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Proposal for Mediation by Iran, Pakistan, and China – The Diplomat

The recent security situation between Iran and Pakistan created consternation in a world already concerned with rising conflict in the region, but it also brought to fore the rising presence of China as a mediator. This was not the first time, given China’s role last year in the restoration of diplomatic relations between Saudi Arabia and Iran. China’s offer to mediate between Iran and Pakistan can be understood as a result of three factors. One, China has immediate security concerns for state-owned Chinese firms and Chinese nationals in the region, including those working on China-Pakistan Economic Corridor (CPEC) projects in Pakistan. Two, China’s diplomatic approach has undergone an assertive shirt under President Xi Jinping, who is intent on “building a global community of shared future.” And last, China’s growing role is a result of the political vacuum in the region, including Afghanistan and the Middle East.  Late on January 16, Iranian forces launched strikes inside Pakistan’s southwestern province of Balochistan, claiming they were conducting a counterterrorism operation. Iranian press reported that Iran’s missiles and combat drones had wiped out two major strongholds of the group Jaish al-Adl, or “army of justice,” in the Koh-e-Sabz area of the province. The strike was retaliation for the killing of 11 police officers in December, during an attack on police headquarters in Iran’s province of Sistan and Baluchestan, which Jaish al-Adl had claimed.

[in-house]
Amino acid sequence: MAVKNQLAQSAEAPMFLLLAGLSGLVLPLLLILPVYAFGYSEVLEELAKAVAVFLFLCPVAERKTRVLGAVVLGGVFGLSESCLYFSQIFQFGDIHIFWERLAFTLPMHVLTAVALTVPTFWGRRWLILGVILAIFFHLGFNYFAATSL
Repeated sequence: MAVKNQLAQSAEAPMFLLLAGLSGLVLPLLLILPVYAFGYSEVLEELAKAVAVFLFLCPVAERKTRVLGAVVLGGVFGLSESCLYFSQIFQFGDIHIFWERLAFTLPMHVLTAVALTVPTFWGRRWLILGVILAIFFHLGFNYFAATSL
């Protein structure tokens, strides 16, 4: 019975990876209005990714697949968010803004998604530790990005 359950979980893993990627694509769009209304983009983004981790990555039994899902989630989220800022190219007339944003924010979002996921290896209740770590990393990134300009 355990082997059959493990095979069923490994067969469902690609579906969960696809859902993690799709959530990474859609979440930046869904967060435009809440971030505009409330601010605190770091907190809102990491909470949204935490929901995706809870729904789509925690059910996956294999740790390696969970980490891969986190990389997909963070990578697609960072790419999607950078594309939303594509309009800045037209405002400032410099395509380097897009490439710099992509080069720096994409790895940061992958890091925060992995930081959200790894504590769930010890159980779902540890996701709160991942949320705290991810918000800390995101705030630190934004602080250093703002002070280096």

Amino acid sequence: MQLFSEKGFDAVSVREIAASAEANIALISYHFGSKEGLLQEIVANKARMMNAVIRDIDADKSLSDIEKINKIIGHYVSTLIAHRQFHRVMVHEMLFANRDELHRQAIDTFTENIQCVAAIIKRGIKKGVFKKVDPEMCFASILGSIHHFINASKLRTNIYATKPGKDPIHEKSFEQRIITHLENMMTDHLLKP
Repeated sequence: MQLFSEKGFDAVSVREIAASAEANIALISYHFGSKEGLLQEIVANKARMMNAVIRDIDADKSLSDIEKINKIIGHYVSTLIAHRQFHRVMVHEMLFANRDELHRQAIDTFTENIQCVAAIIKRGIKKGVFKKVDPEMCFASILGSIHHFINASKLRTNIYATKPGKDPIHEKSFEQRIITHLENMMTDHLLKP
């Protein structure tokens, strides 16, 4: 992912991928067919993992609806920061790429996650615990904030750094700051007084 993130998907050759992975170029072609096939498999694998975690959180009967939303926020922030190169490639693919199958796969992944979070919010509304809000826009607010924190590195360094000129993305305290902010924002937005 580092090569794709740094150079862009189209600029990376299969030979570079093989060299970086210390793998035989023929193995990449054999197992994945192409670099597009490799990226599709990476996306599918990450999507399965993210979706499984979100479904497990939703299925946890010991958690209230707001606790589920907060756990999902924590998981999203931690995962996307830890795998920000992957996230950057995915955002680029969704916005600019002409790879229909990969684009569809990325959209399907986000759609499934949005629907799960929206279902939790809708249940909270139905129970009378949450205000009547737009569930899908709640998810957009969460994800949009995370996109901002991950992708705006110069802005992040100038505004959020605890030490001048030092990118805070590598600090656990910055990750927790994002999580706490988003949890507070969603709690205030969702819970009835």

Iran’s foreign minister, Hossein Amirabdollahian, in a telephone conversation with his Pakistani counterpart Jalil Abbas Jillani, emphasized that the operation was not against Pakistani citizens but Iranian terrorists.  Pakistani officials, however, condemned the attack, claiming it had killed  “two innocent children while injuring three girls.” They called Iran’s cross-border strike a flagrant breach of international law and withdrew their ambassador from Iran and informed Iran’s ambassador not to return to Pakistan from his trip.  Within 12 hours of the foreign ministers’ call, Pakistan carried out operation Marg Bar Sarmachar,  conducting reciprocal strikes inside Sistan and Baluchestan province of Iran against Pakistani-origin terrorists. An Iranian security official in the province reported that Pakistan’s strike used three drones and killed 10 Pakistani women and children. The emphasis by the Iranian official on the nationality of the victims – Pakistani, not Iranian – suggests that Iran may consider the matter settled, given Iran had stated it was targeting non-Pakistanis in its own operation.  Another phone call between the foreign ministers, this time agreeing to de-escalate the situation, appeared to confirm the matter is more or less closed – for now. It remains to be seen if their rhetoric will ratchet up in coming days, given both countries will be holding elections soon, Pakistan in early February and Iran in March this year.  The Iran-Pakistan strikes stood out internationally because of their timing and proximity to other security incidents in the region. Amid the ongoing destruction Israel has been carrying out in Gaza, within the space of one week the United States and United Kingdom carried out counterterrorism operations against the Houthis in Yemen, and Iran struck targets in Erbil, Iraq, and northern Syria in security operations. With such intense violence in such a short space of time, there was real danger of escalation in the region, with Pakistan’s angry rhetoric and counter-strikes added to the mix. But then China publicly raised concerns about Iran’s counterterrorism operation in Pakistan’s Balochistan, noting that “all countries’ sovereignty, independence and territorial integrity should be earnestly respected and protected.” The same Foreign Ministry spokesperson asked both “close neighbors and major Islamic countries” to show restraint. Following Pakistan’s counter-strike in Iran’s Sistan and Baluchestan region, China once more appealed for calm. What’s more, Beijing expressed a desire to play the role of mediator, potentially via the Pakistan-China-Iran trilateral consultation on counterterrorism and security, set up in June 2023. While the United States had also officially expressed a desire to see de-escalation between Iran and Pakistan, their public response was not the same as China’s offer of mediation. Given the immense U.S.  diplomatic engagement already in the region, as a result of their support for Israel’s right to defend itself in Gaza, and counterterrorism operations against the Houthis in the Red Sea, Washington appeared less concerned with events between Iran and Pakistan than China was. Three factors help explain China’s response. First, and most immediately, China was concerned for the security and safety of state-owned Chinese companies and Chinese workers inside Pakistan’s Balochistan province, the site of Iran’s strikes. Chinese companies are active throughout the province as part of CPEC. The China Metallurgical Group Corp’s Saindak Copper-Gold Mine project is in the northwest corner of Balochistan. In southwest Balochistan, companies such as the Chinese Overseas Ports Holding Company (COPHC) are responsible for Gwadar Port and the Free Trade Zone. Other Chinese projects in Balochistan include the New Gwadar International Airport (NGIA), and a coal-fired power plant, to name but a few. The safety of those companies and their Chinese workers is paramount for the Chinese government.  Any further deterioration in relations between Iran and Pakistan – and an accompanying security crisis – could threaten the future of CPEC, considered the crucial flagship project of China’s Belt and Road Initiative. (While China and Iran have also signed a 25-Year Strategic Cooperation Agreement, partly due to U.S. sanctions, the Chinese footprint inside Iran has been limited.) In May 2023, China’s short tenured foreign minister, Qin Gang, in a rare occurrence publicly censured Pakistani politicians out of concern for the progress of CPEC. Any tension between Iran and Pakistan, especially in Balochistan province, where security is already an issue for China, would be of concern to Beijing. The second factor in China’s mediation offer is the assertive shift seen in China’s diplomacy under Xi Jinping. It is based around “China’s contribution to global efforts to protect our shared home and create a better future of prosperity for all” – China’s version of a new global order. This was underlined in the recently held Central Conference on Work Relating to Foreign Affairs in December. Xi appeared to emphasize breaking new ground in major country diplomacy with Chinese characteristics, urging Chinese diplomats  to “forge a diplomatic iron army.” In Pakistan, this became evident in the flurry of newspaper articles written by China’s new ambassador, Jiang Zaidong, as well as a television interview for a news channel. Other Chinese diplomats in Pakistan followed suit, writing similar articles to explain important takeaways from the December conference.  Before the Iran-Pakistan tensions, China had also offered to play a constructive role in what they called the “Ukraine crisis,” reflecting this newly assertive diplomatic shift. China’s role in restoring diplomatic relations  between Saudi Arabia and Iran is another example of China’s willingness to assert its diplomatic credentials in the region. Although China did not initiate the talks, they nevertheless chose to act as a neutral broker toward the end. The success of Iran-Saudi Arabia reconciliation, so far, appears to have given China confidence to put itself forward in mediation between others, such as in the case of Iran and Pakistan.  A third factor that helps to explain China’s mediation offer is the political vacuum in the region. The U.S. influence in Afghanistan has plummeted after the withdrawal of American forces and the subsequent takeover by the Taliban. The U.S. presence in the Middle East  more broadly has been impacted by Washington’s strategic decision to focus on competition with China instead. This made it not only easier but imperative for China to step in and lead diplomatic endeavors in the region.  China’s growing role in Afghanistan became evident when Chinese State Councilor and Foreign Minister Wang Yi met in Tianjin with Mullah Abdul Ghani Baradar, then the head of the Taliban’s Political Commission, ahead of the U.S. withdrawal. Later, Chinese leader Xi Jinping participated in regional forums discussing Afghanistan’s future, such as the Meeting on Afghanistan of the Heads of State of the Shanghai Cooperation Organization (SCO) and the Collective Security Treaty Organization (CSTO). China also set up a regional forum to discuss Afghanistan’s future, the Foreign Ministers’ Meeting on the Afghan Issue Among the Neighboring Countries of Afghanistan. From these meetings emerged the China led  Tunxi Initiative, an economic and humanitarian agenda, in which Afghanistan’s neighbors, including China, pledged support for the country. Chinese diplomats however, emphasize China’s support comes with the requirement that the Taliban must not allow any group to engage in…